Repetition of 'balanced'. The airman is weighing up his outcomes and is thinking rationally about war and death.
The 14th and 15th lines portray a dismissal of the past and future. the airman is living in the present and he understands his imminent fate.
Chiasmus (Pronounced Ke-as-mus) - The syntax of lines 14 and 15 are reversed to express the reflective thoughts of the airman during his final moments.
Repetition of 'this' represents a noble and clear acceptance of death. (A calm reflection before death).
The airman is 'balanc[ing]' his thoughts - he is weighing up the outcomes of life and death.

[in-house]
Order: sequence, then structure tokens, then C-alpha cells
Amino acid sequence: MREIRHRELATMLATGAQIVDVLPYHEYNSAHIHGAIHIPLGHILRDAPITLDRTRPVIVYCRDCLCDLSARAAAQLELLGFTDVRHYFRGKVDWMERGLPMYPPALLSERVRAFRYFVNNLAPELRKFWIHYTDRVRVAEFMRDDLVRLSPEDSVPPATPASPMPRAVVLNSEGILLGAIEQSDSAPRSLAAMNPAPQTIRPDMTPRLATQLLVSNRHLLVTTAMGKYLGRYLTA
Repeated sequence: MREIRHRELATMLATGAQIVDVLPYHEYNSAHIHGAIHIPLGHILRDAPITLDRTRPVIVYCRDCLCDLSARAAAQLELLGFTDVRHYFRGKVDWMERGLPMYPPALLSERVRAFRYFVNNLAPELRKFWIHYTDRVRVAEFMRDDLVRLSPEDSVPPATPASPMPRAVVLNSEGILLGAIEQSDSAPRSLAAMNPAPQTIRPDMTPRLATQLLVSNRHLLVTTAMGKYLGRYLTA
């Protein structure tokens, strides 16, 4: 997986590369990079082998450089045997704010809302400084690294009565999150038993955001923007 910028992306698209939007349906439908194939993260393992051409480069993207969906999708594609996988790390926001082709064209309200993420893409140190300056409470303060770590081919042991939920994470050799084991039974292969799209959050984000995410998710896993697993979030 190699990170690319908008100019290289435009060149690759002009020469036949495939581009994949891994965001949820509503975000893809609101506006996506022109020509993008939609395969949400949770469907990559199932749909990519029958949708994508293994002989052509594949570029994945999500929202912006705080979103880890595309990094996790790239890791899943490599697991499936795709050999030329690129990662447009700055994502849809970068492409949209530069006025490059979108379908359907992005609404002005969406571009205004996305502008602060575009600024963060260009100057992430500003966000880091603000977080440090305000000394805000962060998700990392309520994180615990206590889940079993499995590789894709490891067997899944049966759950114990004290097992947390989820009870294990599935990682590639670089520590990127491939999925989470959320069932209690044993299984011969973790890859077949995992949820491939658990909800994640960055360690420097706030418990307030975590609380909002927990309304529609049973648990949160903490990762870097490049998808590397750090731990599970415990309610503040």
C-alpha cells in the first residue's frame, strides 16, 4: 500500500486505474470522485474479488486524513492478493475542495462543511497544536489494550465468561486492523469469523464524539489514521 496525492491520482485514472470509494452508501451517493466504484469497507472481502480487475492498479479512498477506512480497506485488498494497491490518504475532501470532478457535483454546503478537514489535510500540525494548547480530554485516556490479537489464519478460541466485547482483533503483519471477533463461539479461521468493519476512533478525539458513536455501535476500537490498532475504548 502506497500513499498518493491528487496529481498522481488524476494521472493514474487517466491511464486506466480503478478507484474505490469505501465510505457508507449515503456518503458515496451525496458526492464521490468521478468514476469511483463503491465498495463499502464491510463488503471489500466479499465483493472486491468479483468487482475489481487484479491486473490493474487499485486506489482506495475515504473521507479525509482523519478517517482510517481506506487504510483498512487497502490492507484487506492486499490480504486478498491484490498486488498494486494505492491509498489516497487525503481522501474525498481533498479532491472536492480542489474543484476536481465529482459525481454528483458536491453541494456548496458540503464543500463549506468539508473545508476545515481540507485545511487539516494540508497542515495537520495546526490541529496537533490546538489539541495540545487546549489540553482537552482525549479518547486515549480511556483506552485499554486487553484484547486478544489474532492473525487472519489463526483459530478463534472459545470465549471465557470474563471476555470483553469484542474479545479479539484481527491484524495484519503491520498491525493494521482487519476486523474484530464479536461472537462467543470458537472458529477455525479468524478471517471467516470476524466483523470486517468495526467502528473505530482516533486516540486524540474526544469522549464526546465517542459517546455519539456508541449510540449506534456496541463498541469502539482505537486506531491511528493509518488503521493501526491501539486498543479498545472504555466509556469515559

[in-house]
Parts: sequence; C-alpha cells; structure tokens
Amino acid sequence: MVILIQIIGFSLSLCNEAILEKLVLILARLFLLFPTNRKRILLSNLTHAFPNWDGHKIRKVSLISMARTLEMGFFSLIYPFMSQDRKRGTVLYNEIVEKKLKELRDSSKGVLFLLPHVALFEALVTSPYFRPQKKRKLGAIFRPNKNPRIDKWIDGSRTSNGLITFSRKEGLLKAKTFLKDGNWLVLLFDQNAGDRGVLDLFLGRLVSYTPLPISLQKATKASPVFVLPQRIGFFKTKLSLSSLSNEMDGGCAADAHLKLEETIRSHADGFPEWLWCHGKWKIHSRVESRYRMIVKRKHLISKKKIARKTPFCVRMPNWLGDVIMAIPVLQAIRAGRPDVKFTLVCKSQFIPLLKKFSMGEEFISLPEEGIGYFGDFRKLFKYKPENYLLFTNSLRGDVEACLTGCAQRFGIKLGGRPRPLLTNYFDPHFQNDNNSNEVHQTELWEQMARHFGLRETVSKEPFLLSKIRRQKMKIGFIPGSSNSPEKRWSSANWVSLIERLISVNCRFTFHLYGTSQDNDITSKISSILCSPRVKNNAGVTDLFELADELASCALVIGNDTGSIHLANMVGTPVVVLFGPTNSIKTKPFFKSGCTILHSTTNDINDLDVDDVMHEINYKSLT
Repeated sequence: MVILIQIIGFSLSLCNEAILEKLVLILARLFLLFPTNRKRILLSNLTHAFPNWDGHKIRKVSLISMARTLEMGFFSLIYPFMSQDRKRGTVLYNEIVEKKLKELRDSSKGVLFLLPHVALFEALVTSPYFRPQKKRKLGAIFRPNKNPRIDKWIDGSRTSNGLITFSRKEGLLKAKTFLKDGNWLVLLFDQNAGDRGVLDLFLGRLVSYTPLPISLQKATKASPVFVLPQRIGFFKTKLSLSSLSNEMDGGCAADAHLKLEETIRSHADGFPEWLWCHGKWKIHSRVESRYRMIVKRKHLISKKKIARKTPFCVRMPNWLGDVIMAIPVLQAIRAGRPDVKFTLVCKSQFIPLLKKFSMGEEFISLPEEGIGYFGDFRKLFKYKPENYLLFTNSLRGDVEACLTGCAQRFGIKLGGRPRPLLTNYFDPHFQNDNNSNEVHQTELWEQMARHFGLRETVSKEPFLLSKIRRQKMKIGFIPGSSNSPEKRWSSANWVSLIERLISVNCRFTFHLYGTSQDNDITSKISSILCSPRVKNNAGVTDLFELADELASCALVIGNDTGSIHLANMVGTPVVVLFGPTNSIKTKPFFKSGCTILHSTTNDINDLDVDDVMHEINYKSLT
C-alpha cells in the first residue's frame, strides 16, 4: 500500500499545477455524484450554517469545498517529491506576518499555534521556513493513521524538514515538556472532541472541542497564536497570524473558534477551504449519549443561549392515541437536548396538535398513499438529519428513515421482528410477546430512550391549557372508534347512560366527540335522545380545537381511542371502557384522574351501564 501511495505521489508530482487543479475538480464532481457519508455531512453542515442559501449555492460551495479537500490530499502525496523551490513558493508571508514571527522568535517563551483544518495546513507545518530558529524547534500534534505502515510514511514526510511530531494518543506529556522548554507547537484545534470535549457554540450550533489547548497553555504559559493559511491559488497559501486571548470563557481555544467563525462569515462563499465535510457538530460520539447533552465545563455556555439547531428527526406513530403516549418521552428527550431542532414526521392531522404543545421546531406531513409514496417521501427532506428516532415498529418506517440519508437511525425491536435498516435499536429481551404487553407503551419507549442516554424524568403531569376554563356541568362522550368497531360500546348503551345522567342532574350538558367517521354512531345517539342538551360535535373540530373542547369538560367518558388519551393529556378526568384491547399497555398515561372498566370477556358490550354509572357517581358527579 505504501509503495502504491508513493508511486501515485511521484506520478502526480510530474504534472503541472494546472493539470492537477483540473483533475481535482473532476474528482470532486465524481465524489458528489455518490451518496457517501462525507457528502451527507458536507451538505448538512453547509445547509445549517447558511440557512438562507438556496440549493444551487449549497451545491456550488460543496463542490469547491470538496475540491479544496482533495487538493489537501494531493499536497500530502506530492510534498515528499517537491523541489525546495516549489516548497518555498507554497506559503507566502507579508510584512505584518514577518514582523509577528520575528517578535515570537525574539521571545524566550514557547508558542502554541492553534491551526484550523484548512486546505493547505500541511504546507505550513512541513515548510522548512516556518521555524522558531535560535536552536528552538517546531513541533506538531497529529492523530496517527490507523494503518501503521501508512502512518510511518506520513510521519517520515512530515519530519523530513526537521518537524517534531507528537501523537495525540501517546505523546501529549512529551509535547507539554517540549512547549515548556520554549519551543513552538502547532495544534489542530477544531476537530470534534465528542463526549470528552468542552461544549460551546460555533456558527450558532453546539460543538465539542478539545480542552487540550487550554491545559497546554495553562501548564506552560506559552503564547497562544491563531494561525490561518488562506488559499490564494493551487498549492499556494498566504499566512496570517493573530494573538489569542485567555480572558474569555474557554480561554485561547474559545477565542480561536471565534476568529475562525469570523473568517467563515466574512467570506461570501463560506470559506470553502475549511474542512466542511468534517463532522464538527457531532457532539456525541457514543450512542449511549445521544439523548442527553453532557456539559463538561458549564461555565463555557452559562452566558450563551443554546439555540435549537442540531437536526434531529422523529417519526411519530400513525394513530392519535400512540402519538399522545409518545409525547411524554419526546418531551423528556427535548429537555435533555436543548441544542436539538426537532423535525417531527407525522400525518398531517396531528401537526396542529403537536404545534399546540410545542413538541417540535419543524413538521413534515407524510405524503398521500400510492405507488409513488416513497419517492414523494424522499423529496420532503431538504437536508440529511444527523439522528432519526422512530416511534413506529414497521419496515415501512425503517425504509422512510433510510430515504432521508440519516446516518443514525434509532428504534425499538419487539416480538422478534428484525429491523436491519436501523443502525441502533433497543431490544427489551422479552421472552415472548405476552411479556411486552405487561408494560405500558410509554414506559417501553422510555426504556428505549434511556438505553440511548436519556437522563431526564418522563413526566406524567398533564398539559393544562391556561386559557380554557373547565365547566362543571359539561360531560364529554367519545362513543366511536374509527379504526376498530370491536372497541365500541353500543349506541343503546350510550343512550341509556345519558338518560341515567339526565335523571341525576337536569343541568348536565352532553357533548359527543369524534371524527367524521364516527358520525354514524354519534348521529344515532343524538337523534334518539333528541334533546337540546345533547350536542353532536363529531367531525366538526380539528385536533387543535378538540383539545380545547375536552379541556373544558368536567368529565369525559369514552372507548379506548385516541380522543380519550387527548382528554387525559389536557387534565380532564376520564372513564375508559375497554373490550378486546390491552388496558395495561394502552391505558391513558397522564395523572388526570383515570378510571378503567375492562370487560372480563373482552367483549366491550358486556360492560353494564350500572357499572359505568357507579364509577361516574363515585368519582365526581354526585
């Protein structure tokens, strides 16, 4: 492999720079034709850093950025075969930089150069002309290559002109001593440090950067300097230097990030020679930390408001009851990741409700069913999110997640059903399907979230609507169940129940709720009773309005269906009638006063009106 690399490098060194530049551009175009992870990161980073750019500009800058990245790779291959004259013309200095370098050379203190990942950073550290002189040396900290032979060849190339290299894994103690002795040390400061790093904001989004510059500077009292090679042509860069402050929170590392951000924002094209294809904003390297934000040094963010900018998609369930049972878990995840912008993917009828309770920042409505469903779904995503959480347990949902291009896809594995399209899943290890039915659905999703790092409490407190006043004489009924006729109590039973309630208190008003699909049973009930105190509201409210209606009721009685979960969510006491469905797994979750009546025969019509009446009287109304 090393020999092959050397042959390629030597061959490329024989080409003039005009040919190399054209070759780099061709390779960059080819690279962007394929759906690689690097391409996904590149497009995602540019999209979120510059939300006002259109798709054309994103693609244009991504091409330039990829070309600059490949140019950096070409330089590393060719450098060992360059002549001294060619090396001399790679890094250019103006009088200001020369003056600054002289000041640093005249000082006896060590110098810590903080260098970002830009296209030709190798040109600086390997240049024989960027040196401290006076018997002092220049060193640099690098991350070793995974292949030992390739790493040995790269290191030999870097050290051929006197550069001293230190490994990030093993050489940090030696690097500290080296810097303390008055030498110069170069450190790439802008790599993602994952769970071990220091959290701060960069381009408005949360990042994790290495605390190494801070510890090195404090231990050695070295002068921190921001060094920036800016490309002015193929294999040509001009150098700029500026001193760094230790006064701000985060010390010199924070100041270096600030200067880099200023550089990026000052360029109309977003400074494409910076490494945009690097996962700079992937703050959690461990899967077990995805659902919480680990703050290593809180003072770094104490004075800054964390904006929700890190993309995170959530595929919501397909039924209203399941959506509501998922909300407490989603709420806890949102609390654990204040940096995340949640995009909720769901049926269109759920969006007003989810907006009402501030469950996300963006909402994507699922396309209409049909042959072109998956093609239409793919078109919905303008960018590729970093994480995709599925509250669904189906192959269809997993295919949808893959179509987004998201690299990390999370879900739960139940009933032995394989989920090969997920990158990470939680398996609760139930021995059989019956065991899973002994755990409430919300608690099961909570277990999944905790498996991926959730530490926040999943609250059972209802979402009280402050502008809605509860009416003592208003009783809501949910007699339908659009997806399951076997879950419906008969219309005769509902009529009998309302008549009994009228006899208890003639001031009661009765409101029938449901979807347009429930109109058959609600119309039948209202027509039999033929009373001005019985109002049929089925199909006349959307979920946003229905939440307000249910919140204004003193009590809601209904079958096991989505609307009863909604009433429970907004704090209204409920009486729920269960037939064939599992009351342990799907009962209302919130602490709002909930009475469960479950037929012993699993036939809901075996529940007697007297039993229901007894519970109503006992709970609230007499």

The airman could be an idealised hero (he doesn't mind life or death and he is fighting on his own terms), however he could also be read as a mindless victim (too busy thinking about war and trying to seem the hero that he ultimately comes to his demise).
Links: The Fisherman - An idealised character and a similar rhyming pattern.
The Wild Swans at Coole - The poem is based at Coole Park.
Summary Questions:
1.What reasons are given in this poem for the Airman's entry into the war?
2.Is the speaker heroic in your opinion? Why or why not?
3.What emotions do you find in this poem? What words help to convey them?
4.What is the purpose of location detail in the poem?
5.How is Yeats' voice conveyed in this poem?
6.How does this poem compare to the one that you studied?

Can you think of any more themes?
Full transcript